CIPL’s 20 Anniversary Celebration highlighted the people and congregations that have made a difference in the faith/ecology arena for two decades. And, though celebrated via Zoom, a great time was had by all, motivating us for the crucial work ahead in the next decade.
In a reception ahead of the main event, 2020 honorees, speakers, Steering Committee members and sponsors introduced themselves and their affiliation. Some spoke of their current work and what motivated them. The excitement of being together provided a supportive framework for people to share stories, laughter, and hopes for the future.
CIPL Steering Committee member Rabbi Marvin Goodman provided an overview of CIPL’s three-year strategic plan, which emphasizes environmental justice, quality of engagement with the faith community, and even greater advocacy for local and state climate and energy legislation. All of this work will be underpinned by a commitment to climate and racial justice, and empowering and training new voices for the climate movement. The new mission statement was highlighted – “Our mission is to inspire and mobilize individuals and communities of faith and conscience to take bold and just action on climate change.”
The main event was truly inspiring. It started with Thrive Choir’s “Remember Me” – a call for a return to Earth that bore all of Creation and that is a living and healing environment. Rev. Susan Hendershot, president of Interfaith Power & Light thanked all the people and houses of worship that have engaged in efforts for a just transition to clean energy and protection of public health, especially those on the frontlines of the climate crisis. The Rev. Sally Bingham, founder and past president of IPL and CIPL narrated the “Honor Roll of Congregations and Leaders”, a list of hundreds active in solar energy, energy efficiency, education, advocacy, water stewardship and climate exemplars.
Former Senator Fran Pavley gave an engaging, informative, and sometimes humorous presentation on climate and energy legislation in the last 15 years. She recalled the passage of Assembly Bill 32, in which she was the main author, and CIPL’s role in obtaining one of the last votes needed for passage. Senator Pavley mentioned that she had good training as an 8th grade teacher to manage the challenges and personalities of the California legislature, to which a response in the chatbox declared, “Amen, Fran, working with 8th graders makes you a superhero!”
Many other “superheroes” were present in the event, including those who received the 2020 awards. The award for Environmental Justice went to Bishop Ernest Jackson and Grace Tabernacle Community Church of San Francisco. From installing solar on their roof – commemorated by a Juneteenth event – to hosting a gathering of the Association of Black Cardiologists, to undertaking efforts aimed at carbon neutrality, this church understands the intimate interconnection of environmental injustice, health, and poverty. Bishop Jackson challenges everyone to take action in his statement, “From God’s creations in the North Pole to the fires here in the Bay Area, our message is to ask ‘what can we do, what can each congregation do, what can each member do?’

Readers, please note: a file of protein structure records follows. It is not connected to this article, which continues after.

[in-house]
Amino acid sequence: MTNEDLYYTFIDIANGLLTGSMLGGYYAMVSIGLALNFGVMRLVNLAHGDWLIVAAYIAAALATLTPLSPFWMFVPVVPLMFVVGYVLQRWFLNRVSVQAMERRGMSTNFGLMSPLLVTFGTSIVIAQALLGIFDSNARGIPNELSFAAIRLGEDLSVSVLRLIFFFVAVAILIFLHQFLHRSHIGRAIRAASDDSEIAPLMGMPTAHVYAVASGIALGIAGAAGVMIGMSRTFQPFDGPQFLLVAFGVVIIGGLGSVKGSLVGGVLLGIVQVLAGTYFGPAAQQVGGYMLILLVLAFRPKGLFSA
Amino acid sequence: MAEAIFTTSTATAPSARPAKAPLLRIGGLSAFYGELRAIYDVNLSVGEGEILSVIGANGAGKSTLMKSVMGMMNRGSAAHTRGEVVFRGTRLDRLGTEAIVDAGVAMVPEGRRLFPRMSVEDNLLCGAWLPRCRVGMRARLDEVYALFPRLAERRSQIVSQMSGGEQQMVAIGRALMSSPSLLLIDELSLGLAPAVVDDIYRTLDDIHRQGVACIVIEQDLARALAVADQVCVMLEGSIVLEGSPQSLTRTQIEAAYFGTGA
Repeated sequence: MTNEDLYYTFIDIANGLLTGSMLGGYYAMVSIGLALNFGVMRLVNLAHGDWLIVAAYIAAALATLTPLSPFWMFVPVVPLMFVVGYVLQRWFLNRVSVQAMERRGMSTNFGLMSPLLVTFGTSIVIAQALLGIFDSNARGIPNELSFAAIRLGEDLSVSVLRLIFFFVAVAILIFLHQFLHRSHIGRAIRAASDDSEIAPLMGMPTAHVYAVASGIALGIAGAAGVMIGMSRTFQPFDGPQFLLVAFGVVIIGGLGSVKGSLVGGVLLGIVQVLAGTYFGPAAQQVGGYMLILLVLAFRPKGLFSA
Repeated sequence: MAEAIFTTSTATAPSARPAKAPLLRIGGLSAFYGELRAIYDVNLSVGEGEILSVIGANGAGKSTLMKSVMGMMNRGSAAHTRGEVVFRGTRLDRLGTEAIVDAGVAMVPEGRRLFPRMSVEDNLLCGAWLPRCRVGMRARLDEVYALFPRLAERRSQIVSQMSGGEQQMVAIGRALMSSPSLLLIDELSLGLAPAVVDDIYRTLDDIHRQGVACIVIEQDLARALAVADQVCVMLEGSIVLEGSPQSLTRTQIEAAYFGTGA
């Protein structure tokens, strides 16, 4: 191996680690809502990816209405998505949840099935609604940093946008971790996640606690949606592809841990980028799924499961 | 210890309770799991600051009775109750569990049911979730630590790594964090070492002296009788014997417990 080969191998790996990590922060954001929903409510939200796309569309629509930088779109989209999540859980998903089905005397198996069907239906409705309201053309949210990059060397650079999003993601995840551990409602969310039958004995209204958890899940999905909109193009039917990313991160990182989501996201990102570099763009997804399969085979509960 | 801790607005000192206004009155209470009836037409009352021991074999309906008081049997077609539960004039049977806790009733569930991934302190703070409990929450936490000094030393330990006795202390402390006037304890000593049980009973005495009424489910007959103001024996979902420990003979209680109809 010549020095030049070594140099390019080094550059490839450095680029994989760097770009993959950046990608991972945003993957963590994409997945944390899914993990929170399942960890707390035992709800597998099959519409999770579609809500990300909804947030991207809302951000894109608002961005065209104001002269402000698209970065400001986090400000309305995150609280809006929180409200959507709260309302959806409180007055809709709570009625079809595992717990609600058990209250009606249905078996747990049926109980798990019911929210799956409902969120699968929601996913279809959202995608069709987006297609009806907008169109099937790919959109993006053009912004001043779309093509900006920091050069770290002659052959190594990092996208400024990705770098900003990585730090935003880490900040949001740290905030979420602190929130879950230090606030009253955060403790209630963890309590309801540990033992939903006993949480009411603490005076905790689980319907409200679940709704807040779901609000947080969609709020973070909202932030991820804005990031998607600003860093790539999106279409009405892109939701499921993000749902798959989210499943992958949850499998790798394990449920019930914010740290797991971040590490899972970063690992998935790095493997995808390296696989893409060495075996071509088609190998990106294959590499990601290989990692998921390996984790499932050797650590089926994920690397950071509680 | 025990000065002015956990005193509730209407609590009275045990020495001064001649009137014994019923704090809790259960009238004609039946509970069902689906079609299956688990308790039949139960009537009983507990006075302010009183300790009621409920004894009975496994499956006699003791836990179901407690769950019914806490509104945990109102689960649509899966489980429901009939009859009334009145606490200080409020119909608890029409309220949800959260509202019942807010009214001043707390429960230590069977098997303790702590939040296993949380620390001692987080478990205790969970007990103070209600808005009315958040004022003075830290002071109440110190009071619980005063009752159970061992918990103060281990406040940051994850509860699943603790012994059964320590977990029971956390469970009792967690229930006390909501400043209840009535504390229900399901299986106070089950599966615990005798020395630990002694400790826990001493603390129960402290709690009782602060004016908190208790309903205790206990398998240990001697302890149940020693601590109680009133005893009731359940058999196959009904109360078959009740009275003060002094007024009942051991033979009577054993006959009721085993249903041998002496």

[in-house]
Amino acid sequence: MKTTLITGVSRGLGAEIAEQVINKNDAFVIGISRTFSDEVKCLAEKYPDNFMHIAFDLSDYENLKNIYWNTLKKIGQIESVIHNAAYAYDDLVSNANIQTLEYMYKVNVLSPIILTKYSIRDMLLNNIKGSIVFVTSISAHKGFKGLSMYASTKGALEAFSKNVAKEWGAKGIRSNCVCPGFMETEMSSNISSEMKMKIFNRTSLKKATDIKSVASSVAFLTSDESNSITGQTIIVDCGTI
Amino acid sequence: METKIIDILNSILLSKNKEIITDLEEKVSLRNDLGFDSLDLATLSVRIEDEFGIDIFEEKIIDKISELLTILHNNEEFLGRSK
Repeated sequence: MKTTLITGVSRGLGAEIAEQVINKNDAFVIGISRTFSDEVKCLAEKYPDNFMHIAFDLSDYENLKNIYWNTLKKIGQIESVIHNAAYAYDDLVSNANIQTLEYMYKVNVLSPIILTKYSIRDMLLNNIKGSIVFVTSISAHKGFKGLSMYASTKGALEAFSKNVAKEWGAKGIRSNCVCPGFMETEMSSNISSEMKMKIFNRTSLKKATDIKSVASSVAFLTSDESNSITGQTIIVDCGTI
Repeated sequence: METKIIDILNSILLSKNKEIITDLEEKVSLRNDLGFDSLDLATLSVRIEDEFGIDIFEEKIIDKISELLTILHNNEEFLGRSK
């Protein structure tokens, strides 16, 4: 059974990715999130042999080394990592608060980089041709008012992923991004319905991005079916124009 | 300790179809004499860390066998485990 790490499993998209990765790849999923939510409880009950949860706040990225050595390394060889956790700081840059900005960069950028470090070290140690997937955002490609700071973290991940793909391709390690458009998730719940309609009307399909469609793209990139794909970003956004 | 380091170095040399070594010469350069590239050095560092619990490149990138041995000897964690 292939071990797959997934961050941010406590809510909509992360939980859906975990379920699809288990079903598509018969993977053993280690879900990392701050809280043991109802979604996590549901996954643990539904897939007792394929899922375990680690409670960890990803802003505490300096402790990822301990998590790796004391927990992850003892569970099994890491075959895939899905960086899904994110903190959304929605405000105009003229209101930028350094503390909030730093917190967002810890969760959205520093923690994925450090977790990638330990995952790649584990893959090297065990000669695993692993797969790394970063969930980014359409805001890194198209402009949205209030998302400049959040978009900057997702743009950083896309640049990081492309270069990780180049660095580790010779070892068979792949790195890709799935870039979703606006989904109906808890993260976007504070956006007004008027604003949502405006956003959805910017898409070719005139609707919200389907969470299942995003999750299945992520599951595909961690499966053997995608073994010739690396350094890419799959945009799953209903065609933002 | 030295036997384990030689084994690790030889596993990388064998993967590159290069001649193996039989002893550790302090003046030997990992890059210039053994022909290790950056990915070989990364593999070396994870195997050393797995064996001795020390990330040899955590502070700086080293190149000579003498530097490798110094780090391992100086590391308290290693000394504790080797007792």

The award for Green Building went to Church of the Presentation in Stockton. Their impressive 535-panel solar system provides almost all of the church’s needs, which frees up much-needed funds for their many community ministries. Presentation Church understands the very real effects of regional climate change and pollution on communities in the Central Valley and has been very involved in environmental justice efforts for a decade. They are a true embodiment of Pope Francis’ encyclical, Laudato si’ – Care for Our Common Home.
The award for Education & Advocacy went to Temple Isaiah in Los Angeles. Greatly inspired and motived by a visit from The Rev. Sally Bingham in 2001, their Green Team has educated its members and the wider community on climate change and working solutions in a variety of ways. This includes hosting speakers like Bill McKibben, Tom Steyer, and Dr. James Hansen. They have been at the forefront of climate and energy policy advocacy for two decades, and have been faithful (pun intended) in attending CIPL’s Sacramento Advocacy days. The Green Team even has a “Rapid Responders List” for timely letter-writing and telephoning for time-sensitive campaigns – a great idea for all congregations!
After a wonderful time of encouragement, support and real camaraderie among all attendants, the final speaker, Rev. Gerald Durley, brought down the house. Rev. Durley marched with and supported Dr. Martin Luther King, Jr; was inducted into the International Civil Rights Walk of Fame in 2011; is a national leading voice for civil rights and climate justice; and is the national board chair of Interfaith Power & Light. Rev. Durley gave an enthusiastic, stirring and inspiring overview of his work with Dr. King and civil rights in the 1960’s, great leaders John Lewis and C.T. Vivian, and his entry into climate justice with the realization that all major justice issues are related. As he spoke reassuring words of love and conviction, the chatbox filled up with enthusiastic, heart-felt praise: Amen! Hallelujah! Yes! Be ye not weary! TALK ABOUT IT! Yes we will because YES WE CAN! and With folks like you, Rev. Durley, WE WILL TURN THIS THING AROUND!
With hearts, minds, and spirits alive, the Unity Inspiration Ensemble reinforced the message of “never give up” with their rendition of “Pressing My Way” by John P. Kee.
Truly, everyone at this 20th celebration – and all who work for a healthier and more just world – have been and remain gifts for our world, exactly what is needed now and in the New Year and new decade.
Experience the magic of this celebration – links:
—20th Celebration recording (Rev. Durley’s remarks start at 44:49)
–Thrive Choir’s “Remember Me”
–Unity Inspiration Ensemble “Pressing My Way”